We cannot be free in this way unless we embrace the reality that our existence is bound to time. Being bound to time, that means we are mortal, limited on either side of our brief sojourn by non-existence. What we have through the sacrificial death and victorious resurrection of Christ is the opportunity to make our time God’s. Ours is the God of true freedom, including freedom from the fear that time dictates the limits of what we can do and who we can be.
The human fear of time shows itself in our denial of death; our constant struggle against aging and the toll it takes on our bodies; the many ways we hide the ill, the dying, and the dead from our lives so we do not have to face the truth that, no matter how long we live, no matter how well we love, no matter how much we accumulate, time wins in the end. If we can face that reality, and negotiate the hazards with a modicum of success, which would include embracing that reality and refusing to allow it to define us and our actions, that is the first step to real freedom, even the bound and limited freedom that we have.
I’m a bit more than half-way through Jeremy Begbie’s Theology, Music, and Time, a book that has opened all sorts of possibilities for thinking and theologizing in new ways about music, worship, liturgy, and reflection on the Christian confession. At one point, however, Begbie points beyond the central concern of time and offers the intriguing possibility of considering “space” as another category through which to consider how we can reflect on how music informs our faith. Specifically, he mentions “orchestration”, by which I assume he means the types and arrangements of instruments, and timbre, or the sounds of the instruments being used.
Now most folks, even those not particularly wed to a faith tradition, think of music in church, they consider the organ.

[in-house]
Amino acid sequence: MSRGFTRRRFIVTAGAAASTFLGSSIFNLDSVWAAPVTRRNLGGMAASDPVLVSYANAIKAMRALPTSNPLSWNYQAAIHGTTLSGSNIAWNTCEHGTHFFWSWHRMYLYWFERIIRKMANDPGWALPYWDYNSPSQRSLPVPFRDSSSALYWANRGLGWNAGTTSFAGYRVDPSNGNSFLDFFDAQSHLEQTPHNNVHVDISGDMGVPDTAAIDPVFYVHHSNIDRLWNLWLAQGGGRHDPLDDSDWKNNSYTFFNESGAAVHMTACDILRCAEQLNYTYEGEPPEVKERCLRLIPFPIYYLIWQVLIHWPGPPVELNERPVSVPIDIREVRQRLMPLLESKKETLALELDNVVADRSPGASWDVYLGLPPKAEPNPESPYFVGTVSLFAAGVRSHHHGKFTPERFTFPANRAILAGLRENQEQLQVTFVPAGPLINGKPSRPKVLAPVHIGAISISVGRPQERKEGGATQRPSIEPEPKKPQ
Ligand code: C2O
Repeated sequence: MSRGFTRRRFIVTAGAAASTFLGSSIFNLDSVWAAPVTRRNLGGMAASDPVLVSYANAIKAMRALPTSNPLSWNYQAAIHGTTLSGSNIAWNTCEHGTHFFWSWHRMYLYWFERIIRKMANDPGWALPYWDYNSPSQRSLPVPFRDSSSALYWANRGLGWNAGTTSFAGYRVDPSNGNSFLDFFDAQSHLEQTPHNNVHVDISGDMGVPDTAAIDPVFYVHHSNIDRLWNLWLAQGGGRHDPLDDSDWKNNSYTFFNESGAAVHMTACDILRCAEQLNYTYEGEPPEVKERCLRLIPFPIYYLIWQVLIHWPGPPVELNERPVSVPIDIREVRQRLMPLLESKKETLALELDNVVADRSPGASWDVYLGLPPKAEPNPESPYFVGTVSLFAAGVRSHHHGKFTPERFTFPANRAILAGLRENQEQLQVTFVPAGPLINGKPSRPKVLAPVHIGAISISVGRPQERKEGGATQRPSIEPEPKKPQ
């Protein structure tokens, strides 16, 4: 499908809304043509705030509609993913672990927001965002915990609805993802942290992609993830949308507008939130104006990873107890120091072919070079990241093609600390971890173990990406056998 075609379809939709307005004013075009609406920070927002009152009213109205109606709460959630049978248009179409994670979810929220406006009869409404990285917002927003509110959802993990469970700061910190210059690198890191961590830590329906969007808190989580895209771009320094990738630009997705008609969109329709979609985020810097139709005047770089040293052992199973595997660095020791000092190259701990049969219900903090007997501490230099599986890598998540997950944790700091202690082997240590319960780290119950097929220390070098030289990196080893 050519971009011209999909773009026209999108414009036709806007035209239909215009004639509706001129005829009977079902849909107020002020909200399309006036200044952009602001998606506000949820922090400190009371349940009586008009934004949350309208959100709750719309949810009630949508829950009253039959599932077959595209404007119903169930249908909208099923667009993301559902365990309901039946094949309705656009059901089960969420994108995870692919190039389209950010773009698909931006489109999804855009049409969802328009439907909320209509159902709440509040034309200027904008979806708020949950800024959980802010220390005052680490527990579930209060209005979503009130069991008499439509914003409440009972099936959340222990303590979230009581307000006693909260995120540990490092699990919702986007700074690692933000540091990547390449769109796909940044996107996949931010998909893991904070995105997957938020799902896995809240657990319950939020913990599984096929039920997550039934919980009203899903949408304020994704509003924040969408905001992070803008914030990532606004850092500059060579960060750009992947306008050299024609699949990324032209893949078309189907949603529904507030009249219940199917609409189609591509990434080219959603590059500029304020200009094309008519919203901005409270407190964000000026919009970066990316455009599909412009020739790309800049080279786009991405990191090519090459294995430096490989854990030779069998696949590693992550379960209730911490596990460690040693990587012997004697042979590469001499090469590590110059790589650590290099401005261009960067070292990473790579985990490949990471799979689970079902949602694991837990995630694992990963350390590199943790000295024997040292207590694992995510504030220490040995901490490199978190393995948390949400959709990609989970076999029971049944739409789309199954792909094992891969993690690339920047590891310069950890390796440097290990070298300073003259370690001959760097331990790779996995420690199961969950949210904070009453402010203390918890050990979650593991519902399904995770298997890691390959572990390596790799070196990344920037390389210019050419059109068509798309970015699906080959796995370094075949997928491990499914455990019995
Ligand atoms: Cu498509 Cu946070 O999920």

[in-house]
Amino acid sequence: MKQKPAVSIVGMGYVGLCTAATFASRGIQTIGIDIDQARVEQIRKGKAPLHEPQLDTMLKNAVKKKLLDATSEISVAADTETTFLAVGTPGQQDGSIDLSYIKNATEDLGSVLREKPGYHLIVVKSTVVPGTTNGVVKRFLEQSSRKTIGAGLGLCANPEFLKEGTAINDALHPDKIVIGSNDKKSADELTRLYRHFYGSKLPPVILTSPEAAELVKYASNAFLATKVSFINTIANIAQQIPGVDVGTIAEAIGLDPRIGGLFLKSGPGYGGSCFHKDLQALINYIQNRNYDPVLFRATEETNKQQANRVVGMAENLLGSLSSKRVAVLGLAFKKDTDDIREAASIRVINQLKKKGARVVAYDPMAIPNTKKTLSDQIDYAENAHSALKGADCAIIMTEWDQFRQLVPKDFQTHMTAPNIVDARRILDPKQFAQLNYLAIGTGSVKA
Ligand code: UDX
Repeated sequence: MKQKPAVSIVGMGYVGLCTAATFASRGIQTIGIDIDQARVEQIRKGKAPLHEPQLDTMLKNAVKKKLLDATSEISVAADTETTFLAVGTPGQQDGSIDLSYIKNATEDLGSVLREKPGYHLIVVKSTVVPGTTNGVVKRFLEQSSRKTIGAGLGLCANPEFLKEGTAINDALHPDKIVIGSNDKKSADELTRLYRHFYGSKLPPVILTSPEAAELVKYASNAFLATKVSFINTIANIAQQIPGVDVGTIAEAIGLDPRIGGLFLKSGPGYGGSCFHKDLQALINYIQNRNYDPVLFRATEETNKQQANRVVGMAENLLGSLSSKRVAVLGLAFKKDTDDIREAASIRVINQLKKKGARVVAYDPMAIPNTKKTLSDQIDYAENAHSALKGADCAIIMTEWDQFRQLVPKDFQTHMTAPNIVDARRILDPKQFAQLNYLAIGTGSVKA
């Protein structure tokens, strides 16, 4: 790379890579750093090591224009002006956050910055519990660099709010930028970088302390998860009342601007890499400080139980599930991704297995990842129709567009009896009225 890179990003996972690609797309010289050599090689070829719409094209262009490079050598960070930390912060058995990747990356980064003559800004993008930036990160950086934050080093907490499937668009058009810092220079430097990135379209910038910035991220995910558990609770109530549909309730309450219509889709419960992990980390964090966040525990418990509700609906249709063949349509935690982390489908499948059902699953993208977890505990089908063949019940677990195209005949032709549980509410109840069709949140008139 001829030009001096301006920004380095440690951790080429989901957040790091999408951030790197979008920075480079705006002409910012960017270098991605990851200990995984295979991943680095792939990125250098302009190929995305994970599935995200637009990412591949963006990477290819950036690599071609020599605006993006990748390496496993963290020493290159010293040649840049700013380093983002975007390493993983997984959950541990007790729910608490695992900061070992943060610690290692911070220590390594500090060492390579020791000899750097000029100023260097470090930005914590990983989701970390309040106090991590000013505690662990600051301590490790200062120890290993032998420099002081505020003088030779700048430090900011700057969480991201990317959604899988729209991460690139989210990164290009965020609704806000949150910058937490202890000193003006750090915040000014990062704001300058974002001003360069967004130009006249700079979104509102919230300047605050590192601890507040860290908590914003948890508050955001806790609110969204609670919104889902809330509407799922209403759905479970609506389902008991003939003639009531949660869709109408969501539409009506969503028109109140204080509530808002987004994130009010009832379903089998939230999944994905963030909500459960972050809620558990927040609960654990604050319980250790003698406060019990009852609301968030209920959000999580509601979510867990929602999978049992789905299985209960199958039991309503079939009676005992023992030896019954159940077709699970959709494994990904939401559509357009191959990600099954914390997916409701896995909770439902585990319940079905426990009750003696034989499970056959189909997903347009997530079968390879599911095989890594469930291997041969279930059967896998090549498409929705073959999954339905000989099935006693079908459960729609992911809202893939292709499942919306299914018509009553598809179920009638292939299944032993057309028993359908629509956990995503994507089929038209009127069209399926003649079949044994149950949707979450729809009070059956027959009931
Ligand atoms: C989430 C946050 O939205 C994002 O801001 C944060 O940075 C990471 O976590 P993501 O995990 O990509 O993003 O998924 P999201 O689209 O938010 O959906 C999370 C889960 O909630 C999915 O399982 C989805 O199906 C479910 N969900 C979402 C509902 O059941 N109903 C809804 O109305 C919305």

And, let’s face it, the organ’s sound, especially in a larger space such as a cathedral, does have a quality about it which, through association, we relate to “church”. When combined with a choir, we are even more aware of the religious nature of the sounds we are hearing.
Of course, the going thing today isn’t the organ/choir, but the “praise band”.
A combination of conventional contemporary instruments, played more often than not with enthusiasm rather than ability, the song choices for such groups tend to be limited by the commercial Contemporary Christian Music scene. Chris Tomlin, in particular, is a favorite “composer”. The sound of such bands tends to make up in the joy of performance what it lacks in timbral diversity or, more important for our purposes, volume. While the use of acoustic and electric guitars, electronic keyboards, and drums certainly change the spiritual sense of many conditioned to prefer an organ either with or without a choir, the overall effect is similar: the instruments and vocalists are present to facilitate the congregation’s participation in singing praise to God (often using words that border on narcissism rather than faithfulness, but that’s a story for another day).
What if, however, a congregation were to take a bold step, using modern technology utilizing both volume and timbre to create a sense of space that brings the congregation not only to praise, but to a proleptic sense of singing before the throne of God? In Revelation, we read of John’s vision of the angels and beasts and witnesses singing such that all creation shakes with its power. While opening up all the stops on an organ certainly can shake a church building, there are other, more contemporary ways to do the same thing.
Too often, we fear letting our music create this kind of space, because of the oft-voiced complaint that to do so would slip from helping worship to performance. Yet, my personal experience at many concerts is there is little qualitative distinction between the performance of the musicians and the audience, who often sing along and act in other ways that make the entire concert experience a single event, a performance both of musicians and audience. The sheer volume of a concert helps create this co-performance space by enveloping all present in sound that forces both musician and audience to focus on the music as a means toward the end, not perhaps of entertainment, but of co-participation.
Part of the power of the vision in Revelation of the songs sung before the throne is the reality that our hymns before God, sung in worship, are lifted up, participating in this same never-ending song. Whether a small group with an out-of-tune piano, a cathedral with an enormous pipe organ, or a band willing to challenge a congregation to be in a space created by a combination of sheer volume and a combination of timbres that bring them to their feet while casting them forward to stand before the throne.